Russian Federation

ECtHR: Basok v. Russia

IRIS 2020-5:1/26

Dirk Voorhoof

Human Rights Centre, Ghent University and Legal Human Academy

Once again, the European Court of Human Rights (ECtHR) has found that Russia violated a journalist’s right to gather news (see also Butkevich v. Russia, IRIS 2018-4/2). The ECtHR found that the aggressive behaviour of a senior policeman trying to stop a journalist from taking pictures documenting a news story amounted to a breach of the journalist’s right to freedom of expression and information under Article 10 of the European Convention on Human Rights (ECHR).

The applicant, Yuriy Borisovich Basok, was acting as a freelance journalist for an Internet news portal when he was present in Yekaterinburg at the venue of a public protest against an increase in the tax on foreign imported vehicles. As he witnessed that Mr D – a senior official of the traffic police in charge of supervising the event – parked his vehicle on a pedestrian crossing, he and some other journalists made video recordings. Basok also wanted to take photographs of the vehicle and of Mr D, and at that moment, the police officer shouted obscenities at Basok, slapped him in the face, tried to grab his neck, and damaged his camera. According to Basok, those actions were seen by journalists and other officers, and the incident received some media coverage. Several applications and complaints by Basok against Mr D were dismissed or suspended and a criminal investigation against Mr D was stopped after the public prosecutor decided to drop the charges against the senior police official. Finally, Basok lodged an application with the ECtHR, complaining that Russia should be held liable for a violation of Article 10 ECHR in relation to his mistreatment by an on-duty public official while Basok himself was acting as a journalist gathering material intended to be used for news reporting. Basok also complained of a violation of his right to liberty (Article 5 ECHR), but this part of the complaint was unrelated to the facts which amounted to the alleged violation of his rights under Article 10 ECHR.

The ECtHR started by reiterating that "the gathering of information is an essential preparatory step in journalism and an inherent, protected part of press freedom" (see also Satakunnan Markkinapörssi Oy and Satamedia Oy v. Finland, IRIS 2017-8/1 and Butkevich v. Russia, IRIS 2018-4/2). It observed that Basok was present at the venue of an upcoming protest rally and seeing a potential news story in what might have been perceived as unlawful conduct on the part of an on-duty public officer. Hence, Basok tried to take photographs with the clear intention of using them for the purpose of news reporting, namely, as a freelance journalist for a specific Internet news portal. The ECtHR confirms that the journalist’s act of taking photographs constituted the exercise of his freedom to "receive and impart information and ideas." It also emphasised that it was not the Court’s task under Article 10 ECHR in the present case to establish the fact and extent of criminal liability on the part of any public official, but that it had to determine whether Basok’s freedom of expression was "interfered with" by the "state" in a manner that was not "prescribed by law" and/or that was not "necessary in a democratic society" in the pursuance of a legitimate aim listed in Article 10, paragraph 2 ECHR.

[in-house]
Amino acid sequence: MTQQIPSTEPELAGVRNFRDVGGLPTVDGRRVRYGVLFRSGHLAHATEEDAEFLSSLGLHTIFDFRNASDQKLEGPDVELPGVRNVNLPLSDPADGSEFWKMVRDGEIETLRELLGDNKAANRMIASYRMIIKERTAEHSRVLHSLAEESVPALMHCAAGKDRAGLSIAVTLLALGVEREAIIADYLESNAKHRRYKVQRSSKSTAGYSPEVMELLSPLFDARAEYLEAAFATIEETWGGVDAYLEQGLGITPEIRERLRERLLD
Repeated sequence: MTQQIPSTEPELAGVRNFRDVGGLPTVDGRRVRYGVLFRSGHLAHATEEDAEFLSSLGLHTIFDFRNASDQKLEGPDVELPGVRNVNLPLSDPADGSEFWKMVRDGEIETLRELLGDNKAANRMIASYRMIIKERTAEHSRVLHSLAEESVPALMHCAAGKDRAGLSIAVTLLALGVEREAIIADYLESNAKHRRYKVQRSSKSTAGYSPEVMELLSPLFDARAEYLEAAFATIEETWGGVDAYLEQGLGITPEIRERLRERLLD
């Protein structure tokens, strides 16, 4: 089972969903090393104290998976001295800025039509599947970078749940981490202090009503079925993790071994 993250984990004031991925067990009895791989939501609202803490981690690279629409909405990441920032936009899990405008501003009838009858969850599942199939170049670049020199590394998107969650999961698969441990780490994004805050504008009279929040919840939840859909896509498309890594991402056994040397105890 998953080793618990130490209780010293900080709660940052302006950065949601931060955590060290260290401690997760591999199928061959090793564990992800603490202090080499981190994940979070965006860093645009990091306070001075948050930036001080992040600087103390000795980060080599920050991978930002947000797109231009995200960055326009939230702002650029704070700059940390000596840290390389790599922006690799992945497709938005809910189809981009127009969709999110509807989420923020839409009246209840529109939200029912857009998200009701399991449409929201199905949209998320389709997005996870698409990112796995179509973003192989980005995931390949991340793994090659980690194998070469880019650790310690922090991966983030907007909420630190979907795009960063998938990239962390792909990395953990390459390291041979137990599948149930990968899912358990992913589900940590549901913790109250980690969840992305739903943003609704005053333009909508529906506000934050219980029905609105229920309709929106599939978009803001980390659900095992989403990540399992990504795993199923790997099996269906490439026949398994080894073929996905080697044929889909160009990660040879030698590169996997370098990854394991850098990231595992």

The ECtHR found that Mr D, as a public official, has applied some degree of physical force against Basok, also causing damage to his property, namely his camera. Nothing indicated that it was justifiable in the circumstances of the present case, inter alia, on account of the journalist’s own conduct. Having examined the available material, the ECtHR considered that the circumstances of the case revealed a disproportionate interference with Basok’s freedom to impart information and ideas on account of his attempt to take photographs of what he reasonably perceived at the time to be unlawful conduct on the part of a public official. On this ground, the ECtHR reached the conclusion that Article 10 has been violated. Apart from non-pecuniary damages and costs and expenses (the latter to be paid to Basok’s lawyer), the ECtHR also awarded Basok a sum of EUR 120 in respect of pecuniary damage, compensating the cost of repairing his camera, as a form of "just satisfaction".


Related articles

IRIS 2017-8:1/1 European Court of Human Rights: Satakunnan Markkinapörssi Oy and Satamedia Oy v. Finland

IRIS 2018-4:1/2 European Court of Human Rights: Butkevich v. Russia

This article has been published in IRIS Legal Observations of the European Audiovisual Observatory.